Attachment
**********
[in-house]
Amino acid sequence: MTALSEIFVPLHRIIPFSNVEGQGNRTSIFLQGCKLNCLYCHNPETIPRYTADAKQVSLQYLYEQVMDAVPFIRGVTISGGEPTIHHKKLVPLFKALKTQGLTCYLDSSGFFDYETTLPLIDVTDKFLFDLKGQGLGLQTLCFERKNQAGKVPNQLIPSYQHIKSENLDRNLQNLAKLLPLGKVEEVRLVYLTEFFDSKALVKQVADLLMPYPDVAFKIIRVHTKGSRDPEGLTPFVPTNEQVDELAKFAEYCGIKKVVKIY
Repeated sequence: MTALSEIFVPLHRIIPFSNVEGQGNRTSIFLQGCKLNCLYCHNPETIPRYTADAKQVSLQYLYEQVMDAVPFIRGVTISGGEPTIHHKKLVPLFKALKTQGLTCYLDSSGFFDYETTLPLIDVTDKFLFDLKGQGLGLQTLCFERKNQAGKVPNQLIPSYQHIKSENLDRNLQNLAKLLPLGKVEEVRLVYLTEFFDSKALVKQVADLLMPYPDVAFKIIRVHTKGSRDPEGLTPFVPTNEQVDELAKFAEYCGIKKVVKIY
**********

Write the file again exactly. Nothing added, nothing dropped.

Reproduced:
[in-house]
Amino acid sequence: MTALSEIFVPLHRIIPFSNVEGQGNRTSIFLQGCKLNCLYCHNPETIPRYTADAKQVSLQYLYEQVMDAVPFIRGVTISGGEPTIHHKKLVPLFKALKTQGLTCYLDSSGFFDYETTLPLIDVTDKFLFDLKGQGLGLQTLCFERKNQAGKVPNQLIPSYQHIKSENLDRNLQNLAKLLPLGKVEEVRLVYLTEFFDSKALVKQVADLLMPYPDVAFKIIRVHTKGSRDPEGLTPFVPTNEQVDELAKFAEYCGIKKVVKIY
Repeated sequence: MTALSEIFVPLHRIIPFSNVEGQGNRTSIFLQGCKLNCLYCHNPETIPRYTADAKQVSLQYLYEQVMDAVPFIRGVTISGGEPTIHHKKLVPLFKALKTQGLTCYLDSSGFFDYETTLPLIDVTDKFLFDLKGQGLGLQTLCFERKNQAGKVPNQLIPSYQHIKSENLDRNLQNLAKLLPLGKVEEVRLVYLTEFFDSKALVKQVADLLMPYPDVAFKIIRVHTKGSRDPEGLTPFVPTNEQVDELAKFAEYCGIKKVVKIY